News / Asia

China to Loosen One-Child Policy

A paramilitary soldier stands guard behind a chain as the giant portrait of the late Chinese Chairman Mao Zedong is seen in the background in Tiananmen square, Nov. 12, 2013.
A paramilitary soldier stands guard behind a chain as the giant portrait of the late Chinese Chairman Mao Zedong is seen in the background in Tiananmen square, Nov. 12, 2013.
TEXT SIZE - +
William Ide
— China says that it plans to ease its one-child policy and abolish a controversial system of re-education through labor that often arbitrarily puts activists and those who would challenge the Communist Party behind bars. The announcement, along with other significant reforms, comes days after China wrapped up a key closed-door policy meeting in Beijing.

This week's summit was notable for the lack concrete detail that left many wondering just what the road ahead for reform in China would look like. But late Friday, the Communist Party revealed a more complete plan for reform from now until 2020.
 
The lengthy document outlined 60 tasks the party aims to tackle in that period. The wide-ranging reforms include long anticipated economic changes as well as cultural, political, social and environmental reforms.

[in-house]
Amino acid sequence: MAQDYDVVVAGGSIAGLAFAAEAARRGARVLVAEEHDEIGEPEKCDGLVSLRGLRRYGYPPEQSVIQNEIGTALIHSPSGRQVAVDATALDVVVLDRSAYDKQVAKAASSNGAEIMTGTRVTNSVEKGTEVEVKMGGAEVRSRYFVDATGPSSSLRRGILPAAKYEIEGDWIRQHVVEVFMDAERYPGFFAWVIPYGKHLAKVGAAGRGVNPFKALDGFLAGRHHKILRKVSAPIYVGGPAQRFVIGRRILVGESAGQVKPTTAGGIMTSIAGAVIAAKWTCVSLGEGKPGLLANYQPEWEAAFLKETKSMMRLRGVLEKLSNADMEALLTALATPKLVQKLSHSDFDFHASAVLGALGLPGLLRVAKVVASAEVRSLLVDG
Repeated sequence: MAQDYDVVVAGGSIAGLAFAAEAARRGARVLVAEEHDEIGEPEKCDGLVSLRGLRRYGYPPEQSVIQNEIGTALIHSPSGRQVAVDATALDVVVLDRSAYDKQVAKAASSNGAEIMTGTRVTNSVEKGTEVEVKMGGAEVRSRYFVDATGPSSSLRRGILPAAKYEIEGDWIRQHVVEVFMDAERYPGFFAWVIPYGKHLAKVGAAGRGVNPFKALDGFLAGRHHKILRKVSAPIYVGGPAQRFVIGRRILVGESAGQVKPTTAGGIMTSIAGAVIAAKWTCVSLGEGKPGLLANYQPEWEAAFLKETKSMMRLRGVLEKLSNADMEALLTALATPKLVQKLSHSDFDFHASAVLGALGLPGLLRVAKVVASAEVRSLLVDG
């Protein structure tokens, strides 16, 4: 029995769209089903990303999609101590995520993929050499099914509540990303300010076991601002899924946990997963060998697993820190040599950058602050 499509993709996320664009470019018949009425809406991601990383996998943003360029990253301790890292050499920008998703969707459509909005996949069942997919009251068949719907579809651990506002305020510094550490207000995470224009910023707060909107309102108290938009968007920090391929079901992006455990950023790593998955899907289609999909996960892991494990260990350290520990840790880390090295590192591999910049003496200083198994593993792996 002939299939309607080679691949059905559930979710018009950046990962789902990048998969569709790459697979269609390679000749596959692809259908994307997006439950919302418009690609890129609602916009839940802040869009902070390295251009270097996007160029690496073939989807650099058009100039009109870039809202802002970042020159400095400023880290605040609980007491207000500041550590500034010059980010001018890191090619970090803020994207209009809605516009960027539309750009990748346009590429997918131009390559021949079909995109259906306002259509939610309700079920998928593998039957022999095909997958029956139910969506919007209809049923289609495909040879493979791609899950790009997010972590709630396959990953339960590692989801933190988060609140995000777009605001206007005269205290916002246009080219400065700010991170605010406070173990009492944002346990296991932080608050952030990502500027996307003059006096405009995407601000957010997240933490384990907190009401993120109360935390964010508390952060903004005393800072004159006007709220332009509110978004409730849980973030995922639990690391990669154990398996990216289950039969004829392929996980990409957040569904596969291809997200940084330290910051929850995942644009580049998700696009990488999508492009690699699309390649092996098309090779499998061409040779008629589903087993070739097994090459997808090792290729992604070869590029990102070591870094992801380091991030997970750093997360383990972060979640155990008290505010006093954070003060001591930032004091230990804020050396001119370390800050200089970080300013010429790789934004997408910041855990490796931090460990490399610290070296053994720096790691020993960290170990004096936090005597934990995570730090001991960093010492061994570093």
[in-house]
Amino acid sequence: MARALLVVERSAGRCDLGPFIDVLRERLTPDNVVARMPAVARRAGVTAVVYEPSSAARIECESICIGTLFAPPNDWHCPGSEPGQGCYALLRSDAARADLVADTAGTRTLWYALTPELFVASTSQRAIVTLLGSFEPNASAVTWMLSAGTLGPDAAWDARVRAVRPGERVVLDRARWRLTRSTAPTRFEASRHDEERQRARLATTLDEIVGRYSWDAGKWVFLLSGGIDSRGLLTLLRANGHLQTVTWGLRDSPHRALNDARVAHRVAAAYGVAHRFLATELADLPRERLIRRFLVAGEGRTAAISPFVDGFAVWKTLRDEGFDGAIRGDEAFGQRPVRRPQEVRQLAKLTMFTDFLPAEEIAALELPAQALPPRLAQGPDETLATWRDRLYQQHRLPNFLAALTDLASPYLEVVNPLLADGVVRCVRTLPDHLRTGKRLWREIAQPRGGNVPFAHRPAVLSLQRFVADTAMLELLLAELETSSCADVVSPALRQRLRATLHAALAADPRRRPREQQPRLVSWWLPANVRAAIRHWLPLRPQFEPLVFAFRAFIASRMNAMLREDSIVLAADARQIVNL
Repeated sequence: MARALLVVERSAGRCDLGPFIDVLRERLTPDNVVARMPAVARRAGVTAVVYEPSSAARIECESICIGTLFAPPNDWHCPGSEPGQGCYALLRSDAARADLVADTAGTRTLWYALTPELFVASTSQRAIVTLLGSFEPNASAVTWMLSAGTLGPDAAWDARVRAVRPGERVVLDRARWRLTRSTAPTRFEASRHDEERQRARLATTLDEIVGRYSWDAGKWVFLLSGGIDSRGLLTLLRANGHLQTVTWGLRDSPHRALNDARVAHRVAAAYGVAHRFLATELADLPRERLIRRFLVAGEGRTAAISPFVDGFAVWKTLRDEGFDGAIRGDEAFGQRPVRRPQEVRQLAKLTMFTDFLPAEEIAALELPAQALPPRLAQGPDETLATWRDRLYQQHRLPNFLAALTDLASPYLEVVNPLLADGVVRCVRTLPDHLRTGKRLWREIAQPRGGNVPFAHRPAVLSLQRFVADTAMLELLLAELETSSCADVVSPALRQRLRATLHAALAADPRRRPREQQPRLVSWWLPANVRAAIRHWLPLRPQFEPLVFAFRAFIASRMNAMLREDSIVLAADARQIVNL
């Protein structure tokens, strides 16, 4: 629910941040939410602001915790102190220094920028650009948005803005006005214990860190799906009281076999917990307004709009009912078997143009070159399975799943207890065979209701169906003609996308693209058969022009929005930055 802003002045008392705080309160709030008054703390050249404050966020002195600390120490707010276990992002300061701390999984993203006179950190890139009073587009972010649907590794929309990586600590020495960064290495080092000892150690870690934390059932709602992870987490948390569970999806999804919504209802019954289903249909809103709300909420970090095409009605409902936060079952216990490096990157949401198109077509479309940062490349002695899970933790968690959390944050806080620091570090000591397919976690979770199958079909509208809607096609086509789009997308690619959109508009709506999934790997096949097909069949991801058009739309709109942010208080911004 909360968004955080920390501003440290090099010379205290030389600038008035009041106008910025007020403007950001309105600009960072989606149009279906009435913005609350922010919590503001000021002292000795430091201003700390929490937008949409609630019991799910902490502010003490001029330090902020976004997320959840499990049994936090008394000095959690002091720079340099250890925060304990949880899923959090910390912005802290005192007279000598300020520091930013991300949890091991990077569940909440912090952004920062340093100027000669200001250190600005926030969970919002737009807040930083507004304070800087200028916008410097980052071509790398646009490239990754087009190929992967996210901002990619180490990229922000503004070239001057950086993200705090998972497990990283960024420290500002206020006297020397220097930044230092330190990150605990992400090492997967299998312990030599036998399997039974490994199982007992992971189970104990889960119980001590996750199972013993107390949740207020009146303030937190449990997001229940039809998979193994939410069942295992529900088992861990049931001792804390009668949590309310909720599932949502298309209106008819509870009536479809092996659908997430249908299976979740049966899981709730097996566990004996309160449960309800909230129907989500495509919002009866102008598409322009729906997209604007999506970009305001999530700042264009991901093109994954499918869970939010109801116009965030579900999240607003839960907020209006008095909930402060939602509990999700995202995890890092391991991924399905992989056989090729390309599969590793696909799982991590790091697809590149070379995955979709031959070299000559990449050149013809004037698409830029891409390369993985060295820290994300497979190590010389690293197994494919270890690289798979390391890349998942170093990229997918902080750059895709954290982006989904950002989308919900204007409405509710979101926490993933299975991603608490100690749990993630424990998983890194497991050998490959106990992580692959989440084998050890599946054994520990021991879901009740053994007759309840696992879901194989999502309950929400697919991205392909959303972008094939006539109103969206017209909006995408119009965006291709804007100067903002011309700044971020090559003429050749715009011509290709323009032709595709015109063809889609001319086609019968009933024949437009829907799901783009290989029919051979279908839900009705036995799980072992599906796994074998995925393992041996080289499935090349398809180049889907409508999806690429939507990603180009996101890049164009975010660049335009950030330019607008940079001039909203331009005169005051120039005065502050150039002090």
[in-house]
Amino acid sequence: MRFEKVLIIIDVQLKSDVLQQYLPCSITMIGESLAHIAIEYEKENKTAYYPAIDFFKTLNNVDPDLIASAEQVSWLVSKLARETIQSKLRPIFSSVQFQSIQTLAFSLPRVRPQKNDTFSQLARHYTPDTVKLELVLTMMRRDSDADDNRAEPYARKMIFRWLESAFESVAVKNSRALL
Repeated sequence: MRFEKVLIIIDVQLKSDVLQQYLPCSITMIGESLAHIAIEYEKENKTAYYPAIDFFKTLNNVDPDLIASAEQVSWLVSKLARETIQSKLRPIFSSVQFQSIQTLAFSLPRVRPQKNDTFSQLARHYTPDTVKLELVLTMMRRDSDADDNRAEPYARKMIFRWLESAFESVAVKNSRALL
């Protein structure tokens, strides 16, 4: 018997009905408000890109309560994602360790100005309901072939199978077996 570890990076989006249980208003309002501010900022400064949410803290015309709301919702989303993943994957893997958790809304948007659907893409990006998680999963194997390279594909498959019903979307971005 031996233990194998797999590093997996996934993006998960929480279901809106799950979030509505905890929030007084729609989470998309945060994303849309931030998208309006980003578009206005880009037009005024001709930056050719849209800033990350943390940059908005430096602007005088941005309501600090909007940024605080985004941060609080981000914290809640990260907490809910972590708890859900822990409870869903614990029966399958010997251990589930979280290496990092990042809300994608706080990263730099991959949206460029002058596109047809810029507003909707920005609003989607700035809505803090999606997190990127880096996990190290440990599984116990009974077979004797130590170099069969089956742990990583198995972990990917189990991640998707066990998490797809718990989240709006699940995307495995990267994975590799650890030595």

According to the reform plans, China’s state-run companies will face more competition from private enterprises in the future and limits would be eased on foreign investments in areas such as e-commerce and other businesses.
 
For three decades, China’s economy has been booming. But this year it is expected to grow at its weakest pace in 23 years.  The plans announced Friday mark one of China’s biggest economic overhauls since the early 1990s.
 
In addition to economic reforms, the plans will include changes to social policies that have long been a source of domestic as well as international criticism for China.
 
The Xinhua news agency reports that China will ease its one-child policy, which was first introduced in the late 1970s. According to the announcement, couples will now be allowed to have two children, if one of the parents is an only child.
 
Some activists have welcomed the changes, but noted the reforms failed to address basic problems that Chinese society now faces. China’s ruling Communist Party says it needs to slow population growth to conserve resources. But it is facing a dilemma as more Chinese retire and fewer enter the work place.